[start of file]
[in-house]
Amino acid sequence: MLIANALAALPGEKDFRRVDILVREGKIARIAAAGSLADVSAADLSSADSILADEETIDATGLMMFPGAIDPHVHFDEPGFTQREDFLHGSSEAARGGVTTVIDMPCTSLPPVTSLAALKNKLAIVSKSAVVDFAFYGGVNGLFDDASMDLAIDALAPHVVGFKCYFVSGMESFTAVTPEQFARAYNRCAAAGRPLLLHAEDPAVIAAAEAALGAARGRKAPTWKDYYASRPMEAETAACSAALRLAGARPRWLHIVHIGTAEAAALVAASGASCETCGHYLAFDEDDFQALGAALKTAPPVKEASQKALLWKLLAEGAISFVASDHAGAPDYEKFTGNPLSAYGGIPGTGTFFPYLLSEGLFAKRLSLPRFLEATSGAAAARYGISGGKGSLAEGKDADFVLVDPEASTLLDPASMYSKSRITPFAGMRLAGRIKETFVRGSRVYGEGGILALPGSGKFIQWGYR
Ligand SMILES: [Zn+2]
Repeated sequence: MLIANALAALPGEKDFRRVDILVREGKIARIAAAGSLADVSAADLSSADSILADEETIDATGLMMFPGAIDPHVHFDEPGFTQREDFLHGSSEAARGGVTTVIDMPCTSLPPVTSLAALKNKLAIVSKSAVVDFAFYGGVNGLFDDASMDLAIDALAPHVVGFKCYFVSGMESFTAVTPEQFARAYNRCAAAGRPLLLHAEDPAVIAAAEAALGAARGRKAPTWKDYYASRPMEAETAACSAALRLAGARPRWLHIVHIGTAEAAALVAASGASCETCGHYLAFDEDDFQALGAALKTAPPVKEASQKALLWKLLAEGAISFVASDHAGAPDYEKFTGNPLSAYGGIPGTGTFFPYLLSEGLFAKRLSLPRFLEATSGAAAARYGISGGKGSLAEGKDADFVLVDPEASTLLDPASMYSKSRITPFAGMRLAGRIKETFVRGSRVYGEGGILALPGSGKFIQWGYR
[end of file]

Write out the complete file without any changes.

[in-house]
Amino acid sequence: MLIANALAALPGEKDFRRVDILVREGKIARIAAAGSLADVSAADLSSADSILADEETIDATGLMMFPGAIDPHVHFDEPGFTQREDFLHGSSEAARGGVTTVIDMPCTSLPPVTSLAALKNKLAIVSKSAVVDFAFYGGVNGLFDDASMDLAIDALAPHVVGFKCYFVSGMESFTAVTPEQFARAYNRCAAAGRPLLLHAEDPAVIAAAEAALGAARGRKAPTWKDYYASRPMEAETAACSAALRLAGARPRWLHIVHIGTAEAAALVAASGASCETCGHYLAFDEDDFQALGAALKTAPPVKEASQKALLWKLLAEGAISFVASDHAGAPDYEKFTGNPLSAYGGIPGTGTFFPYLLSEGLFAKRLSLPRFLEATSGAAAARYGISGGKGSLAEGKDADFVLVDPEASTLLDPASMYSKSRITPFAGMRLAGRIKETFVRGSRVYGEGGILALPGSGKFIQWGYR
Ligand SMILES: [Zn+2]
Repeated sequence: MLIANALAALPGEKDFRRVDILVREGKIARIAAAGSLADVSAADLSSADSILADEETIDATGLMMFPGAIDPHVHFDEPGFTQREDFLHGSSEAARGGVTTVIDMPCTSLPPVTSLAALKNKLAIVSKSAVVDFAFYGGVNGLFDDASMDLAIDALAPHVVGFKCYFVSGMESFTAVTPEQFARAYNRCAAAGRPLLLHAEDPAVIAAAEAALGAARGRKAPTWKDYYASRPMEAETAACSAALRLAGARPRWLHIVHIGTAEAAALVAASGASCETCGHYLAFDEDDFQALGAALKTAPPVKEASQKALLWKLLAEGAISFVASDHAGAPDYEKFTGNPLSAYGGIPGTGTFFPYLLSEGLFAKRLSLPRFLEATSGAAAARYGISGGKGSLAEGKDADFVLVDPEASTLLDPASMYSKSRITPFAGMRLAGRIKETFVRGSRVYGEGGILALPGSGKFIQWGYR